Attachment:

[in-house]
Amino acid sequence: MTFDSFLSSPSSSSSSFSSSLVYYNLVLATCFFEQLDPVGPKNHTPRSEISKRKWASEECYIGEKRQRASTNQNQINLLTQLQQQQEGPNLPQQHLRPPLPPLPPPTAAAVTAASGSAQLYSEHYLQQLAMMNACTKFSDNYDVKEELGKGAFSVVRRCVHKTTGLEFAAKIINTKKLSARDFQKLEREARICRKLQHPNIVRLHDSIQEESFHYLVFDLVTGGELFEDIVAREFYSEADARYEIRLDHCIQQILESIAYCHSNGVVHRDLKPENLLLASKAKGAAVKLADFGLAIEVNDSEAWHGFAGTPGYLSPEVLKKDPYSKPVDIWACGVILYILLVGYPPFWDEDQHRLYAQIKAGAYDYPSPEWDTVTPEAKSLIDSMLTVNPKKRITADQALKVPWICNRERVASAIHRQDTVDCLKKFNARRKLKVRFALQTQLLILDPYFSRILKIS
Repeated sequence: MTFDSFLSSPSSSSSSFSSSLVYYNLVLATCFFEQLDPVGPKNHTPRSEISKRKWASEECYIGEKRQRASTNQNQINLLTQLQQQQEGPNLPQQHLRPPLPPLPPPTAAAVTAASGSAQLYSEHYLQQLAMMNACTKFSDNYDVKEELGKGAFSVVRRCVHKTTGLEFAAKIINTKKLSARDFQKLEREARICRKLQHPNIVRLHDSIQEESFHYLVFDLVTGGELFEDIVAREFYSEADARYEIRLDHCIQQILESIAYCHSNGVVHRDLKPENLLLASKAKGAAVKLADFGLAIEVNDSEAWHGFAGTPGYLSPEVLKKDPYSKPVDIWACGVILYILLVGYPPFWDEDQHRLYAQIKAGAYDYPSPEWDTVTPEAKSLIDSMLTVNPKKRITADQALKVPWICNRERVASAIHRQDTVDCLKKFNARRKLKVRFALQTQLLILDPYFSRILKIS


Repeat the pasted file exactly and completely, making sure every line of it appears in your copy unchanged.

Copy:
[in-house]
Amino acid sequence: MTFDSFLSSPSSSSSSFSSSLVYYNLVLATCFFEQLDPVGPKNHTPRSEISKRKWASEECYIGEKRQRASTNQNQINLLTQLQQQQEGPNLPQQHLRPPLPPLPPPTAAAVTAASGSAQLYSEHYLQQLAMMNACTKFSDNYDVKEELGKGAFSVVRRCVHKTTGLEFAAKIINTKKLSARDFQKLEREARICRKLQHPNIVRLHDSIQEESFHYLVFDLVTGGELFEDIVAREFYSEADARYEIRLDHCIQQILESIAYCHSNGVVHRDLKPENLLLASKAKGAAVKLADFGLAIEVNDSEAWHGFAGTPGYLSPEVLKKDPYSKPVDIWACGVILYILLVGYPPFWDEDQHRLYAQIKAGAYDYPSPEWDTVTPEAKSLIDSMLTVNPKKRITADQALKVPWICNRERVASAIHRQDTVDCLKKFNARRKLKVRFALQTQLLILDPYFSRILKIS
Repeated sequence: MTFDSFLSSPSSSSSSFSSSLVYYNLVLATCFFEQLDPVGPKNHTPRSEISKRKWASEECYIGEKRQRASTNQNQINLLTQLQQQQEGPNLPQQHLRPPLPPLPPPTAAAVTAASGSAQLYSEHYLQQLAMMNACTKFSDNYDVKEELGKGAFSVVRRCVHKTTGLEFAAKIINTKKLSARDFQKLEREARICRKLQHPNIVRLHDSIQEESFHYLVFDLVTGGELFEDIVAREFYSEADARYEIRLDHCIQQILESIAYCHSNGVVHRDLKPENLLLASKAKGAAVKLADFGLAIEVNDSEAWHGFAGTPGYLSPEVLKKDPYSKPVDIWACGVILYILLVGYPPFWDEDQHRLYAQIKAGAYDYPSPEWDTVTPEAKSLIDSMLTVNPKKRITADQALKVPWICNRERVASAIHRQDTVDCLKKFNARRKLKVRFALQTQLLILDPYFSRILKIS